I’m not often sure what to make of Archbishop Burke, over on the other side of my state. Morning’s Minion has a pretty fair measure of the man and his latest adventures in public relations.
At first, I wasn’t going to say anything about the Sheryl Crow Archbishop Burke fiasco. MM pretty much nails it:
For a start, this was a pretty stupid move. If the aim is to promote Catholic teaching on these topics, it clearly backfired. This kind of ham-fisted intervention just creates sympathy for Crow.
My main problem, though, is the inconsistency. Yet again, we have criticism of a public figure (I suppose an entertainer qualifies as a public figure!) based on opposition to selective moral principles, in this case, abortion and embryonic stem-cell research.
I think Archbishop Burke is well-intentioned and from what I can see, a man of principle. He also strikes me as tenacious, if not stubborn. And I think this is where he gets into trouble. We saw it in the case of the excommunication of the laity of St Stanislaus Church in St Louis. I think the pattern repeats itself with his recent tussle with Crow through the Cardinal Glennon Children’s Medical Center.
The basic ideas are easy enough to grasp: Crow’s public positions on ESCR and abortion are well known. Burke, as a bishop and leader, has a responsibility to uphold aspects of the faith entrusted to him. No sensible person denies any of this.
I also admire that the archbishop attempted to negotiate quietly and out of the spotlight to resolve the situation. But when it couldn’t happen, then he got into trouble.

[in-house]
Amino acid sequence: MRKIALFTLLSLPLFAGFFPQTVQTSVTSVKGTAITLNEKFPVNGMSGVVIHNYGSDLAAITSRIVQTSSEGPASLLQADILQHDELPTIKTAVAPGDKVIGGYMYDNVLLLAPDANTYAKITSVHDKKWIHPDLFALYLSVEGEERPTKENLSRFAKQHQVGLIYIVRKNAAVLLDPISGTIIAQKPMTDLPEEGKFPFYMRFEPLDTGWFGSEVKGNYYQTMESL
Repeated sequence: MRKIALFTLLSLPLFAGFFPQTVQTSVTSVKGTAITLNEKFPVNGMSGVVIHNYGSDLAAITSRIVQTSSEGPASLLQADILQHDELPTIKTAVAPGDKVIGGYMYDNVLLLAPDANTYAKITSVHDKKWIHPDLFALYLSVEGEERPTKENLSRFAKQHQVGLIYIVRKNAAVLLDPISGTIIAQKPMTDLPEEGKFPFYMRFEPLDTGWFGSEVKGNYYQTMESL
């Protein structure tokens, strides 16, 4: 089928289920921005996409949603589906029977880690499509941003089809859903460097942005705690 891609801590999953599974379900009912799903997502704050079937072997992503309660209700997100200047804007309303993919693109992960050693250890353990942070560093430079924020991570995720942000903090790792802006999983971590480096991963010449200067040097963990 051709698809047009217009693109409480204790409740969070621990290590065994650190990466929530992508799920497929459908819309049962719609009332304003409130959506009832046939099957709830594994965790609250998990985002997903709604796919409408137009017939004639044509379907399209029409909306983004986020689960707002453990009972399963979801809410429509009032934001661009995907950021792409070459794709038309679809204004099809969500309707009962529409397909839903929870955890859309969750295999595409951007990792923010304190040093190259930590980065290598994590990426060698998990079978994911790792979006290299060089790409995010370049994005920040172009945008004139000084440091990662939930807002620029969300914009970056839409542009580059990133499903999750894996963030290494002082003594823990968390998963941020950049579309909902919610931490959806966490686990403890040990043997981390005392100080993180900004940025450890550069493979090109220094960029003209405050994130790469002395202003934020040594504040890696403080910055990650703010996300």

We should realize by now that withdrawing an invitation to a specific person is covered not as an issue of principle, but as a one-on-one confrontation. Like it or not, unfair as it may be, the details of making such a stand by confronting people has too much of a sense of being personal rather than being principled.
The media, non-Catholics, and Catholics themselves see and observe the inconsistent approach of the hierarchy to which MM alludes. It may not always be correct, but the scent hounds start zeroing in on the story as an interpersonal conflict. The St Stans laity defied Burke. He excommunicated them. The previous bishop didn’t resort to excommunication. And other bishops with problems don’t excommunicate. But Burke did. Can we completely rule out that it didn’t get personal for him? Given his track record, I think not.
Burke picked a bad setting for his protest. A children’s hospital? One named after a cardinal? He was right to attempt behind-the-scenes negotiation. When they didn’t work, this was a battle from which he needed to quietly withdraw. If anything, sending a letter directly to Sheryl Crow would have been a far better effort. Is this about her political views? Why not go to the target and avoid the people in the middle? Keep the media out of it, and there might have been hope for a conversion of heart.
Even though pro-Lifers are cheering their “courageous” bishop, I think they’ve lost another battle by hauling out that old war plan that has cost them so much in the past. “Let’s make a principled stand in the public eye that makes us look like jerks.”How many babies were saved this time? It’s really time to put this plan into retirement.
In any aspect of life, you win some, you lose some. Cutting one’s losses is sometimes a necessary strategy for long-term hopes. Players of games know it. Warmakers and even pacifists realize it.
Unless of course, we’re talking about an infusion of personal pride into life’s conflict. Hanging on like a bulldog when the cause is lost is not only embarassing it’s ultimately counter-productive for the cause. But public opinion will begin regarding it more as an exercise in one’s personality flaws rather than a stand forged in sacrifice and principle.
More prudential judgment, please.